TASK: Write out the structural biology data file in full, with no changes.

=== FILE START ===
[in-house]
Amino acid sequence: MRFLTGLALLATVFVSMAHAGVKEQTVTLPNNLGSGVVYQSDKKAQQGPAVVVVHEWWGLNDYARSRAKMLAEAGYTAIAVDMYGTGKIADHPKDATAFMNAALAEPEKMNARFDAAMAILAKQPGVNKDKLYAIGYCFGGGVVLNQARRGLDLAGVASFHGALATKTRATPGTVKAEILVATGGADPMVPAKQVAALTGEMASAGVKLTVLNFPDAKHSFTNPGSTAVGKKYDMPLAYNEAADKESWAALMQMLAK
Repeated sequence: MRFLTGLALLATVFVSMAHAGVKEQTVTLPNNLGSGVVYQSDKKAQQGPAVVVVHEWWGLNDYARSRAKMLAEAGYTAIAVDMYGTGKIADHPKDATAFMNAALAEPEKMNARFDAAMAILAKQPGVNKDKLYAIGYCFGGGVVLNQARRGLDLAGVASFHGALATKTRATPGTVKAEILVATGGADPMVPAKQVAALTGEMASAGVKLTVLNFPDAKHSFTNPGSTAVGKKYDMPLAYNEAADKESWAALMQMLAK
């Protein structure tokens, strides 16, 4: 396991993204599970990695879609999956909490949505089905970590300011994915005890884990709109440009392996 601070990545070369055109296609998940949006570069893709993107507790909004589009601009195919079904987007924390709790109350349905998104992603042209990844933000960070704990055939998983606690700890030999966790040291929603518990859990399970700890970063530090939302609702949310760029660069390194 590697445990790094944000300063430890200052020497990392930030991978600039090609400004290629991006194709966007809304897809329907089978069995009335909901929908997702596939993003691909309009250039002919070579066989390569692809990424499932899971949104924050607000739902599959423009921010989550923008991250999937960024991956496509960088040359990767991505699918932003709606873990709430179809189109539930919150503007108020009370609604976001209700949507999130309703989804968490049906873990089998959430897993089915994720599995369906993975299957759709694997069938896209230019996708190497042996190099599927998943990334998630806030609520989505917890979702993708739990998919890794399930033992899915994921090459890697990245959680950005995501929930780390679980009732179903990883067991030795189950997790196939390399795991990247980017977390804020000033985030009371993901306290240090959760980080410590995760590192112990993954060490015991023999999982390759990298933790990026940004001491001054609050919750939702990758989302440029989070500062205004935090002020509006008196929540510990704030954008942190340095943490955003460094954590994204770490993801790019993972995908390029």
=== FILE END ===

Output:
[in-house]
Amino acid sequence: MRFLTGLALLATVFVSMAHAGVKEQTVTLPNNLGSGVVYQSDKKAQQGPAVVVVHEWWGLNDYARSRAKMLAEAGYTAIAVDMYGTGKIADHPKDATAFMNAALAEPEKMNARFDAAMAILAKQPGVNKDKLYAIGYCFGGGVVLNQARRGLDLAGVASFHGALATKTRATPGTVKAEILVATGGADPMVPAKQVAALTGEMASAGVKLTVLNFPDAKHSFTNPGSTAVGKKYDMPLAYNEAADKESWAALMQMLAK
Repeated sequence: MRFLTGLALLATVFVSMAHAGVKEQTVTLPNNLGSGVVYQSDKKAQQGPAVVVVHEWWGLNDYARSRAKMLAEAGYTAIAVDMYGTGKIADHPKDATAFMNAALAEPEKMNARFDAAMAILAKQPGVNKDKLYAIGYCFGGGVVLNQARRGLDLAGVASFHGALATKTRATPGTVKAEILVATGGADPMVPAKQVAALTGEMASAGVKLTVLNFPDAKHSFTNPGSTAVGKKYDMPLAYNEAADKESWAALMQMLAK
């Protein structure tokens, strides 16, 4: 396991993204599970990695879609999956909490949505089905970590300011994915005890884990709109440009392996 601070990545070369055109296609998940949006570069893709993107507790909004589009601009195919079904987007924390709790109350349905998104992603042209990844933000960070704990055939998983606690700890030999966790040291929603518990859990399970700890970063530090939302609702949310760029660069390194 590697445990790094944000300063430890200052020497990392930030991978600039090609400004290629991006194709966007809304897809329907089978069995009335909901929908997702596939993003691909309009250039002919070579066989390569692809990424499932899971949104924050607000739902599959423009921010989550923008991250999937960024991956496509960088040359990767991505699918932003709606873990709430179809189109539930919150503007108020009370609604976001209700949507999130309703989804968490049906873990089998959430897993089915994720599995369906993975299957759709694997069938896209230019996708190497042996190099599927998943990334998630806030609520989505917890979702993708739990998919890794399930033992899915994921090459890697990245959680950005995501929930780390679980009732179903990883067991030795189950997790196939390399795991990247980017977390804020000033985030009371993901306290240090959760980080410590995760590192112990993954060490015991023999999982390759990298933790990026940004001491001054609050919750939702990758989302440029989070500062205004935090002020509006008196929540510990704030954008942190340095943490955003460094954590994204770490993801790019993972995908390029």